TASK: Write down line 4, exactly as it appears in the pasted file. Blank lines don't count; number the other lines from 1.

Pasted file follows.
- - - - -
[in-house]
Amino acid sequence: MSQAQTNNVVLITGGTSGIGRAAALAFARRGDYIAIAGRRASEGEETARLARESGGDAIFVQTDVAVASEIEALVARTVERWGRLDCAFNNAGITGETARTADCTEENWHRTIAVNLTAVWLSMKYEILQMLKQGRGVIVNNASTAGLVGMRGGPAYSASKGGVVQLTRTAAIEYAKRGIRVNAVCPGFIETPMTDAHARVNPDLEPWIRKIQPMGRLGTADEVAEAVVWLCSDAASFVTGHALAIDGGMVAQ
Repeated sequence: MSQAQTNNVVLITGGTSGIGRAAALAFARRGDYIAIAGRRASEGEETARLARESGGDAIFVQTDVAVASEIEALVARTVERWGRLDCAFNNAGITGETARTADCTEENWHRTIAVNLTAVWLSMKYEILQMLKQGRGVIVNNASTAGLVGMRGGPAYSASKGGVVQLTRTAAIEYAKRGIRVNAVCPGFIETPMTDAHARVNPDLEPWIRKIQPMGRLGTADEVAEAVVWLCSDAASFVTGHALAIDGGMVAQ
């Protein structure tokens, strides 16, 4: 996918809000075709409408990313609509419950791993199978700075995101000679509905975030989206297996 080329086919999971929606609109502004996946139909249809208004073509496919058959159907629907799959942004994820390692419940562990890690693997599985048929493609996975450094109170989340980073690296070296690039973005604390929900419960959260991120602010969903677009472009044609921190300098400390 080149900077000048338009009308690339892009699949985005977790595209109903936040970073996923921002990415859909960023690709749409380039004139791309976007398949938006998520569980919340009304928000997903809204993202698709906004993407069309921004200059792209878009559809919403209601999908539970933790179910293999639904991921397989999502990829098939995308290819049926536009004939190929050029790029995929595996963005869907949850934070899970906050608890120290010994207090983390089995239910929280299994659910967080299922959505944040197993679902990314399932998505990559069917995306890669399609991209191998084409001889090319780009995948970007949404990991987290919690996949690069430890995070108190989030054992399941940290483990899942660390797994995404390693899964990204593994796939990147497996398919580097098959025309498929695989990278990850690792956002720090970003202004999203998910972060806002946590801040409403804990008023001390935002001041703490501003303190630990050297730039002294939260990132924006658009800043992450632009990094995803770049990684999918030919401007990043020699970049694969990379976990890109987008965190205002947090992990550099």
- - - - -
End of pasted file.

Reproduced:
């Protein structure tokens, strides 16, 4: 996918809000075709409408990313609509419950791993199978700075995101000679509905975030989206297996 080329086919999971929606609109502004996946139909249809208004073509496919058959159907629907799959942004994820390692419940562990890690693997599985048929493609996975450094109170989340980073690296070296690039973005604390929900419960959260991120602010969903677009472009044609921190300098400390 080149900077000048338009009308690339892009699949985005977790595209109903936040970073996923921002990415859909960023690709749409380039004139791309976007398949938006998520569980919340009304928000997903809204993202698709906004993407069309921004200059792209878009559809919403209601999908539970933790179910293999639904991921397989999502990829098939995308290819049926536009004939190929050029790029995929595996963005869907949850934070899970906050608890120290010994207090983390089995239910929280299994659910967080299922959505944040197993679902990314399932998505990559069917995306890669399609991209191998084409001889090319780009995948970007949404990991987290919690996949690069430890995070108190989030054992399941940290483990899942660390797994995404390693899964990204593994796939990147497996398919580097098959025309498929695989990278990850690792956002720090970003202004999203998910972060806002946590801040409403804990008023001390935002001041703490501003303190630990050297730039002294939260990132924006658009800043992450632009990094995803770049990684999918030919401007990043020699970049694969990379976990890109987008965190205002947090992990550099």